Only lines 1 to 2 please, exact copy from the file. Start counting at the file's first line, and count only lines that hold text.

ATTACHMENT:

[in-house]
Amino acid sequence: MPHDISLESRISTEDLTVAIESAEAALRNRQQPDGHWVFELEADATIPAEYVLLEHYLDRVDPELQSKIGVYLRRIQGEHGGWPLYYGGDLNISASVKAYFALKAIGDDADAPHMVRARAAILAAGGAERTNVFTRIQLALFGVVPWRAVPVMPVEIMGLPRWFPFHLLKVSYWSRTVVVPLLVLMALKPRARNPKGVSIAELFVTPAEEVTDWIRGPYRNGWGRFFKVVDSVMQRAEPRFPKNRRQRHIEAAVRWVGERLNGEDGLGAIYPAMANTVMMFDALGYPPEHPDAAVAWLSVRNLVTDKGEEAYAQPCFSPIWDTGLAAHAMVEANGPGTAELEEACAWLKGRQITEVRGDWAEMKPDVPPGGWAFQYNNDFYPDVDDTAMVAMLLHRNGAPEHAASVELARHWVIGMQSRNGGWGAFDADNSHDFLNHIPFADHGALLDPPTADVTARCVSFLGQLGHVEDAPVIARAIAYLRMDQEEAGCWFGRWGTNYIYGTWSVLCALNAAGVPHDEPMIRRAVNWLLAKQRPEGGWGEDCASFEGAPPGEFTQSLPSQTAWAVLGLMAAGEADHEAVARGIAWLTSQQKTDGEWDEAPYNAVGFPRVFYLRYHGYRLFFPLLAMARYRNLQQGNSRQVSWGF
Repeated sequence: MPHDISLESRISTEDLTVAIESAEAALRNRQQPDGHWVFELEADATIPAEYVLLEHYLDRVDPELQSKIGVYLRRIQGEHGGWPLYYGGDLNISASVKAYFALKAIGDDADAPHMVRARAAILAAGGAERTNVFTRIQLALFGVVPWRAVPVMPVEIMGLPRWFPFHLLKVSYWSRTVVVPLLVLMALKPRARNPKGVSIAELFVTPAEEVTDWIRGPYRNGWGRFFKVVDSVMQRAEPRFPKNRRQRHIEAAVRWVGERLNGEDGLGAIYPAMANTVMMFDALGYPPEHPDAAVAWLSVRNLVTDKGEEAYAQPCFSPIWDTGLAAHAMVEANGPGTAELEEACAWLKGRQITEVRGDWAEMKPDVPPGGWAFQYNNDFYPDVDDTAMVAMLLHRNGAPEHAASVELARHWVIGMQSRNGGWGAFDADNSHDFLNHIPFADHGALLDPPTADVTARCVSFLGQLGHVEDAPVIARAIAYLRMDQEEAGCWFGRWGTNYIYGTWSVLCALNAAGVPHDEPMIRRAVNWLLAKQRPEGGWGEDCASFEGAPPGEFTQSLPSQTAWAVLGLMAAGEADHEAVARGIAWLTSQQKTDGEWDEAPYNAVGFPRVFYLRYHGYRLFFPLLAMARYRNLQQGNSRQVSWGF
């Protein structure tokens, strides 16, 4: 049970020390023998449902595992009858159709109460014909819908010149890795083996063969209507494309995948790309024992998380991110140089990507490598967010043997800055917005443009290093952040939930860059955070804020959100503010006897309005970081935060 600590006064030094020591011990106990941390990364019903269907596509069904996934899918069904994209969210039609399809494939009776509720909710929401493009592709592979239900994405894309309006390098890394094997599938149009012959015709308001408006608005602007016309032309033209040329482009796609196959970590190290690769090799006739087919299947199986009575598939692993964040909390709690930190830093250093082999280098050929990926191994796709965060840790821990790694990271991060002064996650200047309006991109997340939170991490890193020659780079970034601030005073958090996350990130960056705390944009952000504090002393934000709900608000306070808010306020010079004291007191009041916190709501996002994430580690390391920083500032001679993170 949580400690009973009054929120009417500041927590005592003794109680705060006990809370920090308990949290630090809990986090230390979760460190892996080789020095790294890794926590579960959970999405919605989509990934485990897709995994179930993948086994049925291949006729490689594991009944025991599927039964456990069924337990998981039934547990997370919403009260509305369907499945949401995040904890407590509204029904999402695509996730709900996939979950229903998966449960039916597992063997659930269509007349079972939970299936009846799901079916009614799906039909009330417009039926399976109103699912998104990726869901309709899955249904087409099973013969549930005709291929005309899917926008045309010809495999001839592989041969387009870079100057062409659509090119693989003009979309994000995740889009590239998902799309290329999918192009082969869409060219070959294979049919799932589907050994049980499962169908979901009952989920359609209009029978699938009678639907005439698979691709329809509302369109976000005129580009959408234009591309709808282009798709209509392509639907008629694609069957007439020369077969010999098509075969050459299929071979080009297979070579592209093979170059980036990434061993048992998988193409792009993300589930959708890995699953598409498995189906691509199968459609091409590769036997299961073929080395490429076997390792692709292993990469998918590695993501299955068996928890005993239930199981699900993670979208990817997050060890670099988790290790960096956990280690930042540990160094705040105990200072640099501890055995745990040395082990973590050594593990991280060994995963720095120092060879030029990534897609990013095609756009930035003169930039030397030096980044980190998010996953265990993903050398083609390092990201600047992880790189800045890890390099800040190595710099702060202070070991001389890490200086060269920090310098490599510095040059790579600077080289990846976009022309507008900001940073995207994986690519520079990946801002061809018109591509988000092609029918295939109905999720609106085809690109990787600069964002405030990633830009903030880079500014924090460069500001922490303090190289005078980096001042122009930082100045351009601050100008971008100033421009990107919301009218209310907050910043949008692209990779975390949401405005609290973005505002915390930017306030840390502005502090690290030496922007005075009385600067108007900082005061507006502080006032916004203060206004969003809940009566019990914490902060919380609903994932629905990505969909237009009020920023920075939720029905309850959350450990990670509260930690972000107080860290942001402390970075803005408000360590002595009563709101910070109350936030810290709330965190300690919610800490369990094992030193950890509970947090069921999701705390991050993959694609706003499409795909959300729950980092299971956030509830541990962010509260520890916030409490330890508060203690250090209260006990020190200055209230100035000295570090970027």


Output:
[in-house]
Amino acid sequence: MPHDISLESRISTEDLTVAIESAEAALRNRQQPDGHWVFELEADATIPAEYVLLEHYLDRVDPELQSKIGVYLRRIQGEHGGWPLYYGGDLNISASVKAYFALKAIGDDADAPHMVRARAAILAAGGAERTNVFTRIQLALFGVVPWRAVPVMPVEIMGLPRWFPFHLLKVSYWSRTVVVPLLVLMALKPRARNPKGVSIAELFVTPAEEVTDWIRGPYRNGWGRFFKVVDSVMQRAEPRFPKNRRQRHIEAAVRWVGERLNGEDGLGAIYPAMANTVMMFDALGYPPEHPDAAVAWLSVRNLVTDKGEEAYAQPCFSPIWDTGLAAHAMVEANGPGTAELEEACAWLKGRQITEVRGDWAEMKPDVPPGGWAFQYNNDFYPDVDDTAMVAMLLHRNGAPEHAASVELARHWVIGMQSRNGGWGAFDADNSHDFLNHIPFADHGALLDPPTADVTARCVSFLGQLGHVEDAPVIARAIAYLRMDQEEAGCWFGRWGTNYIYGTWSVLCALNAAGVPHDEPMIRRAVNWLLAKQRPEGGWGEDCASFEGAPPGEFTQSLPSQTAWAVLGLMAAGEADHEAVARGIAWLTSQQKTDGEWDEAPYNAVGFPRVFYLRYHGYRLFFPLLAMARYRNLQQGNSRQVSWGF